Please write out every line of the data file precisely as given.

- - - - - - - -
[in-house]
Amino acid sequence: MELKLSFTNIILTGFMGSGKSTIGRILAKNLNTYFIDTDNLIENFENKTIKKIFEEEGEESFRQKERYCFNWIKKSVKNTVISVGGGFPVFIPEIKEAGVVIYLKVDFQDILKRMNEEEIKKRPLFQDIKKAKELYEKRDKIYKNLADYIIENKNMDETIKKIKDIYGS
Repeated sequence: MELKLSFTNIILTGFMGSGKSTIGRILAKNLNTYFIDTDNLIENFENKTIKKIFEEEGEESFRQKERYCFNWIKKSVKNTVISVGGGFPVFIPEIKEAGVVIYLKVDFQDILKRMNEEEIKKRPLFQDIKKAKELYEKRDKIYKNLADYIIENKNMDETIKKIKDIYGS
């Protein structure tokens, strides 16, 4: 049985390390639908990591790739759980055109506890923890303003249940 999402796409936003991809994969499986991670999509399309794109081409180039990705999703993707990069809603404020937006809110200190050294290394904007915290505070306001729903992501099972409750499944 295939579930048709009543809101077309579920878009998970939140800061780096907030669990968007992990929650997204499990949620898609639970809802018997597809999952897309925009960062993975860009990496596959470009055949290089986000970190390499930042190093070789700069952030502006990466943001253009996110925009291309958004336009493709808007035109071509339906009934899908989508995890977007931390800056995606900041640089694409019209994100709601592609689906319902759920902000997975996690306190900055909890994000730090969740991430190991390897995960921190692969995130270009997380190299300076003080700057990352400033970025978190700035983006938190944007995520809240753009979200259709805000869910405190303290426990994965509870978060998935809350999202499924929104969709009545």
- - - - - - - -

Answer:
[in-house]
Amino acid sequence: MELKLSFTNIILTGFMGSGKSTIGRILAKNLNTYFIDTDNLIENFENKTIKKIFEEEGEESFRQKERYCFNWIKKSVKNTVISVGGGFPVFIPEIKEAGVVIYLKVDFQDILKRMNEEEIKKRPLFQDIKKAKELYEKRDKIYKNLADYIIENKNMDETIKKIKDIYGS
Repeated sequence: MELKLSFTNIILTGFMGSGKSTIGRILAKNLNTYFIDTDNLIENFENKTIKKIFEEEGEESFRQKERYCFNWIKKSVKNTVISVGGGFPVFIPEIKEAGVVIYLKVDFQDILKRMNEEEIKKRPLFQDIKKAKELYEKRDKIYKNLADYIIENKNMDETIKKIKDIYGS
């Protein structure tokens, strides 16, 4: 049985390390639908990591790739759980055109506890923890303003249940 999402796409936003991809994969499986991670999509399309794109081409180039990705999703993707990069809603404020937006809110200190050294290394904007915290505070306001729903992501099972409750499944 295939579930048709009543809101077309579920878009998970939140800061780096907030669990968007992990929650997204499990949620898609639970809802018997597809999952897309925009960062993975860009990496596959470009055949290089986000970190390499930042190093070789700069952030502006990466943001253009996110925009291309958004336009493709808007035109071509339906009934899908989508995890977007931390800056995606900041640089694409019209994100709601592609689906319902759920902000997975996690306190900055909890994000730090969740991430190991390897995960921190692969995130270009997380190299300076003080700057990352400033970025978190700035983006938190944007995520809240753009979200259709805000869910405190303290426990994965509870978060998935809350999202499924929104969709009545």